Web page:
POLITY

Section 66A of the IT Act

Section 66A of the IT Act


Context:

● Recently, the Supreme Court said it was shocking to hear that people were still booked and tried under Section 66A of the Information Technology Act.

● The Supreme Court had struck down Section 66A as unconstitutional and a violation of free speech in 2015 in Shreya Singhal v. Union of India.


Probable Question:

  1. Although Section 66A of the Information Technology      Act, 2000 was intended to regulate the use of cyberspace, it is a gross      violation of Article 19(1)(a) of the Constitution. Comment.

About Section 66A:

● It criminalised speech on the internet that was ‘grossly offensive’ or ‘menacing’ or electronic speech sent for the purpose of “causing annoyance, inconvenience, danger, obstruction, insult, injury, criminal intimidation, enmity, hatred or ill will.”

● A person charged with offences under 66A could be imprisoned for as much as three years and be slapped with a fine.

Issues with 66A:

● Based on Undefined Actions: terms like "annoying", "inconvenient" and "grossly offensive", used in the provision, are vague

● Subjective Nature

●  No Procedural Safeguards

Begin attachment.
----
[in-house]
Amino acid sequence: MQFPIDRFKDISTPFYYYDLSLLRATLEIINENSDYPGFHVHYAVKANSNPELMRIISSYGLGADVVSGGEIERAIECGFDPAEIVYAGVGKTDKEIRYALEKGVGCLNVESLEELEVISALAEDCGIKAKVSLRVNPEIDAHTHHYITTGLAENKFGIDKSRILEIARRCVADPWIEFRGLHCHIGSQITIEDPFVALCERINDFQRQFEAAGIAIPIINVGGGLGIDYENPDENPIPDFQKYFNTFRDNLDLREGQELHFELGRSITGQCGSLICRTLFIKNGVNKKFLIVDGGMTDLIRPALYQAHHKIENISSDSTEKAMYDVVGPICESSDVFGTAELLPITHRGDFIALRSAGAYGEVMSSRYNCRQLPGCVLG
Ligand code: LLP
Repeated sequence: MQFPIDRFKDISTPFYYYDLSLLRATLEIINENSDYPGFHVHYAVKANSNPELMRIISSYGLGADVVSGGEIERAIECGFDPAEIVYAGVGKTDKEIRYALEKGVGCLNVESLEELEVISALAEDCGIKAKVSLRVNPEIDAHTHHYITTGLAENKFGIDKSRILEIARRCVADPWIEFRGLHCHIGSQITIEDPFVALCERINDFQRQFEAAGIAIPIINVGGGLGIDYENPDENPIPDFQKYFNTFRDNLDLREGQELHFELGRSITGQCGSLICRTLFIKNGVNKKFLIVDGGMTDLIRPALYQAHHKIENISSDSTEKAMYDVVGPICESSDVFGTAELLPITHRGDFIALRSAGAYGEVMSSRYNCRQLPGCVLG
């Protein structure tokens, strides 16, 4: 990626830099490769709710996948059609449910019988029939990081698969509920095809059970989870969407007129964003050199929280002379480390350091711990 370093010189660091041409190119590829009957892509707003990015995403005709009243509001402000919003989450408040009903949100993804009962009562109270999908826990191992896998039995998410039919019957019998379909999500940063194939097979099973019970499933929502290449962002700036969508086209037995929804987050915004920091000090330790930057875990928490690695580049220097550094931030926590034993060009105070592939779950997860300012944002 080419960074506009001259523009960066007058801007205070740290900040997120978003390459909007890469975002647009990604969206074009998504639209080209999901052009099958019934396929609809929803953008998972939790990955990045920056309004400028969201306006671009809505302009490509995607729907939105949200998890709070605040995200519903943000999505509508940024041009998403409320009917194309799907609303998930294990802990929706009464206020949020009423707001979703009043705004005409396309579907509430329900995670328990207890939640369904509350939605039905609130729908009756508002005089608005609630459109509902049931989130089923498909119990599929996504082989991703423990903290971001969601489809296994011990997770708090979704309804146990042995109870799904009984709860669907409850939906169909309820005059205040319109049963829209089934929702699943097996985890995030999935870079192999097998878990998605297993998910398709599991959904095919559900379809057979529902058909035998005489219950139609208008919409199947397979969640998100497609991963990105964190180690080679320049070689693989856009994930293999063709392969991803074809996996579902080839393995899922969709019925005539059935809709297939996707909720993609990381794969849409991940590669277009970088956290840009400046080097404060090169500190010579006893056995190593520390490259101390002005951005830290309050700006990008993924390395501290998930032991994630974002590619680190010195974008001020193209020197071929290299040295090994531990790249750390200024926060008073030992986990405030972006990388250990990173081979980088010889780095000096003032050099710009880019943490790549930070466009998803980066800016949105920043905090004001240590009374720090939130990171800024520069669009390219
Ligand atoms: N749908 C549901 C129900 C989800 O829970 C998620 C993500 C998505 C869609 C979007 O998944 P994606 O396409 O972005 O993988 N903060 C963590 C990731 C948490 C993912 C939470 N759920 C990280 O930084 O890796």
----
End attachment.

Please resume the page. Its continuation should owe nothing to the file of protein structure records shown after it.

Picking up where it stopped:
●  Against the Fundamental Right of freedom of expression


Supreme court Judgement:

● The court said that Section 66A arbitrarily, excessively and disproportionately invades the right of free speech and upsets the balance between such right and the reasonable restrictions that may be imposed on such right.

● In the judgment, the court said the liberty of thought and expression was a cardinal value of paramount significance under the Constitution. Three concepts fundamental in understanding the reach of this right were discussion, advocacy and incitement. Discussion, or even advocacy, of a particular cause, no matter how unpopular it was, was at the heart of the right to free speech and it was only when such discussion or advocacy reached the level of incitement that it could be curbed on the ground of causing public disorder.

● The court said that several terms used in the law to define the contours of offences are “open-ended, undefined and vague”. “Every expression used is nebulous in meaning. What may be offensive to one may not be offensive to another. What may cause annoyance or inconvenience to one may not cause annoyance or inconvenience to another.”


Way Forward:

● Dissemination of updated laws and recent judgments to all levels of police forces is required.

● The release of people booked under section 66A of IT Act should be expedited.

Section 66A of the IT Act
Section 66A of the IT Act
Section 66A of the IT Act
Section 66A of the IT Act